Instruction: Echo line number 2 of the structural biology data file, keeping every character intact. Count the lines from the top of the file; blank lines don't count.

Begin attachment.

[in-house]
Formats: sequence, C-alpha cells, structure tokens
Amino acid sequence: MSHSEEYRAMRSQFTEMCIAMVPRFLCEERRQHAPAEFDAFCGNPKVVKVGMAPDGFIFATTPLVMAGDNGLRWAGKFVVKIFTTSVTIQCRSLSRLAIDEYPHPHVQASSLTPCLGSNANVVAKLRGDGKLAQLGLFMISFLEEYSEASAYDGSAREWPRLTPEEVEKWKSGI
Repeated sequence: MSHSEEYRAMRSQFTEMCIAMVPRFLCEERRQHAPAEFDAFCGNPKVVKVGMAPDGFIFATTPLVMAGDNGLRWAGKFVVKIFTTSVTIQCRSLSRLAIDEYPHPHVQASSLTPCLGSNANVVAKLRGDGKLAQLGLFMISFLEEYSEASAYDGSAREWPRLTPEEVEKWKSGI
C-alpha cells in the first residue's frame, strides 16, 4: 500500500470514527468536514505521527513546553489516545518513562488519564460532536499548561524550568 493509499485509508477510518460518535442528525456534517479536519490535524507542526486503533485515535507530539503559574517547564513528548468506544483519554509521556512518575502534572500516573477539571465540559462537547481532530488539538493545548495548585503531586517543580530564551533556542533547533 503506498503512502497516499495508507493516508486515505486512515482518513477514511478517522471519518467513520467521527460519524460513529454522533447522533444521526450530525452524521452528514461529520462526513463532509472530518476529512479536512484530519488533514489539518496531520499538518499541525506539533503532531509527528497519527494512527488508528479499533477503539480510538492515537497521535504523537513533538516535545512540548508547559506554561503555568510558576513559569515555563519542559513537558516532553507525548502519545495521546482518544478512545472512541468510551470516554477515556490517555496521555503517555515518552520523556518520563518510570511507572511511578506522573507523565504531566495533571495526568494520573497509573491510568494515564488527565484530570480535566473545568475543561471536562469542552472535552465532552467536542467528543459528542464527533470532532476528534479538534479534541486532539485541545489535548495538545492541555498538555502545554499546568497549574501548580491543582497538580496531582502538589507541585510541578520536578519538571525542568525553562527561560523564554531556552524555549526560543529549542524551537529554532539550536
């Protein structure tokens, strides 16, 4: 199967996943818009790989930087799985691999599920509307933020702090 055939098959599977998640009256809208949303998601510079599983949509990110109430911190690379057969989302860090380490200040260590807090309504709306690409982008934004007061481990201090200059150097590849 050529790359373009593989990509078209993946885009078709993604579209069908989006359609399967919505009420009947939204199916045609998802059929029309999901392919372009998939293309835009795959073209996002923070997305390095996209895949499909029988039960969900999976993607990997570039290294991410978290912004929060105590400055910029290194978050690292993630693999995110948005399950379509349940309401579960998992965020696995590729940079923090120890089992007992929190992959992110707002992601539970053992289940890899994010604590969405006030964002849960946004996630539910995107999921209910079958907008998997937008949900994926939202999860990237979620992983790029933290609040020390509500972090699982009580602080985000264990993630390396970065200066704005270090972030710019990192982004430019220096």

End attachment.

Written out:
Formats: sequence, C-alpha cells, structure tokens